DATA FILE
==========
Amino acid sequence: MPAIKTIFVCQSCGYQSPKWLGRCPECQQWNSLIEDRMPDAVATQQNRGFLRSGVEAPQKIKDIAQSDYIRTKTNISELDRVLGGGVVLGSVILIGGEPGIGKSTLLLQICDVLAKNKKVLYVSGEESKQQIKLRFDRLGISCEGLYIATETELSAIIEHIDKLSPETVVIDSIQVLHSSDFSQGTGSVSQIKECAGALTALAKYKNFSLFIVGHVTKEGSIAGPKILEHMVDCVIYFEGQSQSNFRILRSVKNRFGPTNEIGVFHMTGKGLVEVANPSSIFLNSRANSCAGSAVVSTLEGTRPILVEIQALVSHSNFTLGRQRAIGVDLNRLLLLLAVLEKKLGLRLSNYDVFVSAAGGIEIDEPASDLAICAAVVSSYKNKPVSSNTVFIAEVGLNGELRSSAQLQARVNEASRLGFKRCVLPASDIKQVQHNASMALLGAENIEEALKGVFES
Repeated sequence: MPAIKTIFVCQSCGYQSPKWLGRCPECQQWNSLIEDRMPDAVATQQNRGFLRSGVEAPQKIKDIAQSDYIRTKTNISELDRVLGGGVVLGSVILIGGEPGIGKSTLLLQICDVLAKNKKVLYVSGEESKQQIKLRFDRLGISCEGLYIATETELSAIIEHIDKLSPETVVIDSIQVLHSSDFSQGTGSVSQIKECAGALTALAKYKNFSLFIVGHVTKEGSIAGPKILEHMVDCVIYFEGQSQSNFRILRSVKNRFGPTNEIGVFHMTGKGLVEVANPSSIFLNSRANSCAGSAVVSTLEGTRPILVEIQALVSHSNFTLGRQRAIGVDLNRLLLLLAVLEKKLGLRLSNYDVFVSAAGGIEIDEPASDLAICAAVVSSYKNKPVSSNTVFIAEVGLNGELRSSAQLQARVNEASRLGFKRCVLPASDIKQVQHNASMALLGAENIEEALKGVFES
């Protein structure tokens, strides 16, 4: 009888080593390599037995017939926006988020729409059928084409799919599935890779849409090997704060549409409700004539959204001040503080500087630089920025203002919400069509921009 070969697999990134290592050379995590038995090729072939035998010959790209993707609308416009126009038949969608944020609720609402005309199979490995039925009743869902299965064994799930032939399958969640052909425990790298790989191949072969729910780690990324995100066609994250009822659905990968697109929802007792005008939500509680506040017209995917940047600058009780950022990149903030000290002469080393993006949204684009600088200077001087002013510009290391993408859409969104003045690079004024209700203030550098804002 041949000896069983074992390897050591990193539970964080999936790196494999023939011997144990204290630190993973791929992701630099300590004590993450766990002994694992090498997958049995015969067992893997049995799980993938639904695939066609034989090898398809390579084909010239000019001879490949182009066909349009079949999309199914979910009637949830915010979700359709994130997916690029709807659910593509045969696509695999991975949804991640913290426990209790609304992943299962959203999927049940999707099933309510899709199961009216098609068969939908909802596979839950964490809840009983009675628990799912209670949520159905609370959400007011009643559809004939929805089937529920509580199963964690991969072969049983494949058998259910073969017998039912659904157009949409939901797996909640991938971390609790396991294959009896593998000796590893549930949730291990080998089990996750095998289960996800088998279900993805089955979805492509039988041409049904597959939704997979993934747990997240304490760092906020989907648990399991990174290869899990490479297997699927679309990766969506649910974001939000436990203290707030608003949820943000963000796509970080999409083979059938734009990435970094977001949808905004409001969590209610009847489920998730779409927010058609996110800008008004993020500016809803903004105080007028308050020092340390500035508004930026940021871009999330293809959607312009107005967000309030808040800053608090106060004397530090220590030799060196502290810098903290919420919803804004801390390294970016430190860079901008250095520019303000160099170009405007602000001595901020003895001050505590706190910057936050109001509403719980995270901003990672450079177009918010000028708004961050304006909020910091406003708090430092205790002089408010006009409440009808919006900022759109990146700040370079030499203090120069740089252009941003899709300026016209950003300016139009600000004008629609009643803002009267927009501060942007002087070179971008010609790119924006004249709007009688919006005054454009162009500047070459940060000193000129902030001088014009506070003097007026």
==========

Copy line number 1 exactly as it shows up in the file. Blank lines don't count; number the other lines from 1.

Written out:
Amino acid sequence: MPAIKTIFVCQSCGYQSPKWLGRCPECQQWNSLIEDRMPDAVATQQNRGFLRSGVEAPQKIKDIAQSDYIRTKTNISELDRVLGGGVVLGSVILIGGEPGIGKSTLLLQICDVLAKNKKVLYVSGEESKQQIKLRFDRLGISCEGLYIATETELSAIIEHIDKLSPETVVIDSIQVLHSSDFSQGTGSVSQIKECAGALTALAKYKNFSLFIVGHVTKEGSIAGPKILEHMVDCVIYFEGQSQSNFRILRSVKNRFGPTNEIGVFHMTGKGLVEVANPSSIFLNSRANSCAGSAVVSTLEGTRPILVEIQALVSHSNFTLGRQRAIGVDLNRLLLLLAVLEKKLGLRLSNYDVFVSAAGGIEIDEPASDLAICAAVVSSYKNKPVSSNTVFIAEVGLNGELRSSAQLQARVNEASRLGFKRCVLPASDIKQVQHNASMALLGAENIEEALKGVFES